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[Synoptic-L] Re: The same Aramaic word "cleanse"?

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  • Ron Price
    ... Ken, My only point was that Kloppenborg had overstated his case here by ignoring the possibility of a scribal variation. ... If we are to widen the
    Message 1 of 3 , May 1, 2005
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      Ken Olson wrote:

      >I suspect that Kloppenborg was aiming at putting forward a stronger case
      >than Wellhausen/Black and was not overly concerned with attempting to
      >demonstrate the impossibility of a scribal error in a hypothetical source.

      Ken,
      My only point was that Kloppenborg had overstated his case here by
      ignoring the possibility of a scribal variation.

      > The main part of the case is his argument that the text of Luke is perfectly
      > understandable as Lukan redaction of his source .....

      If we are to widen the discussion, then I must start by challenging your
      apparent claim that the text of Luke is perfectly understandable. The
      variety of English translations shows that this is not the case. NRSV seems
      to me about as clear as mud. To what do "those things that are within"
      refer? How can they (whatever they are) can be given for alms? JB has "give
      alms from what you have", but "from what you have" seems a rather strained
      reading of TA ENONTA. NEB interprets it as "let what is in the cup be given
      for charity", which would make a sort of sense, but doesn't match the Greek
      text very well. J.B.Phillips interprets it as "If you would only make the
      inside clean by doing good to others ....." seems to be closer to your
      understanding, but "If you would only" and "make clean" don't appear in the
      Greek, and why the plural TA ENONTA if this is what Luke meant?
      My argument is that there is no reason why the process of redaction should
      lead to a nonsensical sentence, whereas mistranslation could well do so (and
      indeed the "you build" in 11:48 also doesn't make proper sense and is
      another candidate for mistranslation).

      > To vastly oversimplify Luke's position: almsgiving cleanses the
      > soul or, perhaps more accurately, is the sign of a clean soul.

      I'm not going to disagree with this and your subsequent explanation of
      Luke's position. From my point of view it simply made the mistranslation
      more likely, i.e. Luke saw in the text what he wanted to see. Your
      understanding still leaves the odd co-incidence of the similarity of the
      Aramaic words for "cleanse" and "give alms".

      Widening the discussion even further, I think the Farrer Theory gives a
      less than optimum explanation of the woes. Have you noticed the revealing
      comment by Morna Hooker on Mark 12:38 (_The Gospel According to St.Mark_,
      p.38)? Commenting on "And in his teaching he said" (her own translation) she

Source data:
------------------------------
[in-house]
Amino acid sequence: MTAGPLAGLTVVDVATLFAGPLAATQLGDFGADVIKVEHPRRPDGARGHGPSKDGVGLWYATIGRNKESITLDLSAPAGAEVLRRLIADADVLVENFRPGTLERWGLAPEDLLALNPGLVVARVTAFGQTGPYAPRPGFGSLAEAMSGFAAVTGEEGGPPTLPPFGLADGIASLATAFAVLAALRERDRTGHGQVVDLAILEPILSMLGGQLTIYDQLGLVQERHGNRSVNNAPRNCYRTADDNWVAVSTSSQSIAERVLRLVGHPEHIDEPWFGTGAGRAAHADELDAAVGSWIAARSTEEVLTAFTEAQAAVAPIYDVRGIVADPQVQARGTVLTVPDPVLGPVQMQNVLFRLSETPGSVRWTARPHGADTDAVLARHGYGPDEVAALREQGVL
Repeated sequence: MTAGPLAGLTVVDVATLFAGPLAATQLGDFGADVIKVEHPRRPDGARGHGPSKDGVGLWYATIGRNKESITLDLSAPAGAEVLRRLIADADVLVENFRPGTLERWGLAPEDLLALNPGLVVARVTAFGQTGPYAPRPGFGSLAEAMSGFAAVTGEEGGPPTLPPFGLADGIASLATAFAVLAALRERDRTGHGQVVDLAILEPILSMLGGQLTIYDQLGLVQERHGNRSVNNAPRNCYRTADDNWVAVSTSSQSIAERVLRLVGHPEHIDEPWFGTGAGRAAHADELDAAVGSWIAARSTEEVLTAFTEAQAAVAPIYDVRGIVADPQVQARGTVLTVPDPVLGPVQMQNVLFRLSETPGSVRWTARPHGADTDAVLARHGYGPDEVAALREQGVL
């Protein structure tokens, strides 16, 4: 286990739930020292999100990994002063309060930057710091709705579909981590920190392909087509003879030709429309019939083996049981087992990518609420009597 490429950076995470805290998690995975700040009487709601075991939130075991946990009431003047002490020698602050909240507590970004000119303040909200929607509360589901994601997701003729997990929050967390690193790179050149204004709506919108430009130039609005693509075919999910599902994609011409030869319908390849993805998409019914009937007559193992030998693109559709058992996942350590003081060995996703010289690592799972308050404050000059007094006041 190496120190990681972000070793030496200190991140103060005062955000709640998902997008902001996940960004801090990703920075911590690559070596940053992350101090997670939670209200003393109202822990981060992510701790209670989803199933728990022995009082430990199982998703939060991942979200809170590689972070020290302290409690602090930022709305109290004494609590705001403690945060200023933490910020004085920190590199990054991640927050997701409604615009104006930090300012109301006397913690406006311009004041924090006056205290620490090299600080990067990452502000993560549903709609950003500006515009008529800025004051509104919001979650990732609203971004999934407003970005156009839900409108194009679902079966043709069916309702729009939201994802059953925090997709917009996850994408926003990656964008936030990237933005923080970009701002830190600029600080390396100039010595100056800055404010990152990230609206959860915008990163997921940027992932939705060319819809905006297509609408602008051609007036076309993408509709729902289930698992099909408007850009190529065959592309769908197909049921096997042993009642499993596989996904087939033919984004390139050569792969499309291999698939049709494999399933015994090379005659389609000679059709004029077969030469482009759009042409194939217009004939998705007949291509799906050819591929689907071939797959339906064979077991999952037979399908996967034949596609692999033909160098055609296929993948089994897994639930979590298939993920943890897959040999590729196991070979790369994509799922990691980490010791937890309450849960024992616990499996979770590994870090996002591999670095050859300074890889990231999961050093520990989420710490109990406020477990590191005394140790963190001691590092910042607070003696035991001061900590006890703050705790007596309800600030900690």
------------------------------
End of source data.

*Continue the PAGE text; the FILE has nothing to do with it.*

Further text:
writes: "Mark's new introduction gives the impression that he has picked
      this passage out of a longer section of teaching." This is very neatly
      explained if Mark selected this woe from the set of seven in the early
      sayings source of which (on other grounds) I now believe Mark had a copy.


      Ron Price

      Derbyshire, UK

      Web site: http://homepage.virgin.net/ron.price/index.htm



      Synoptic-L Homepage: http://www.bham.ac.uk/theology/synoptic-l
      List Owner: Synoptic-L-Owner@...
    • Ken Olson
      Ron, Sorry it s taken so long to get back you on this. Busy week. ... RP: Ken, ... Yes, you can get around JSKV s point by positing further hypotheticals. As
      Message 2 of 3 , May 9, 2005
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        Ron,

        Sorry it's taken so long to get back you on this. Busy week.

        > Ken Olson wrote:
        >
        >>I suspect that Kloppenborg was aiming at putting forward a stronger case
        >>than Wellhausen/Black and was not overly concerned with attempting to
        >>demonstrate the impossibility of a scribal error in a hypothetical source.
        >
        RP:> Ken,
        > My only point was that Kloppenborg had overstated his case here by
        > ignoring the possibility of a scribal variation.


        Yes, you can get around JSKV's point by positing further hypotheticals. As
        far as I am aware, there is no way to demonstrate the non-existence of a
        hypothetical source, or of a hypothetical scribal error in a hypothetical
        source. One can only show the lack of evidence favoring it. I know of at
        least three ways to do that:

        (1) by showing the hypothetical source to be unnecessary

        (2) by showing that the hypothetical source does not, in fact, solve the
        problem it is hypothesized to solve

        (3) by showing that the hypothetical source involves us in further problems
        that make it less probable than other solutions to the problem it was
        hypothesized to solve

        JSKV used all of these. While he did not specifically address the
        possibility of scribal error, getting around his case that way falls under
        category (3). Tuckett, ( pp. 88, 90) and Head and Williams (pp. 15-16) have
        some relevant remarks. Daleth and Zayin are not particularly graphically
        close; there is not much evidence for them being confused in this period;
        and the scribe would have had to make pretty much the same mistake as JSKV
        said a mis-translator would. In the context of a discussion of
        cleansing/purity, and having correctly copied forms of the root "clean"
        (with Daleth) both before and after this occurrence, he would somehow have
        mistakenly written it wrong here (with a Zayin) and nobody caught or
        corrected the mistake. This is again 'not impossible', but it does raise the
        question of whether it is more probable than the idea that Luke redacted the
        Greek of Matthew (or Q).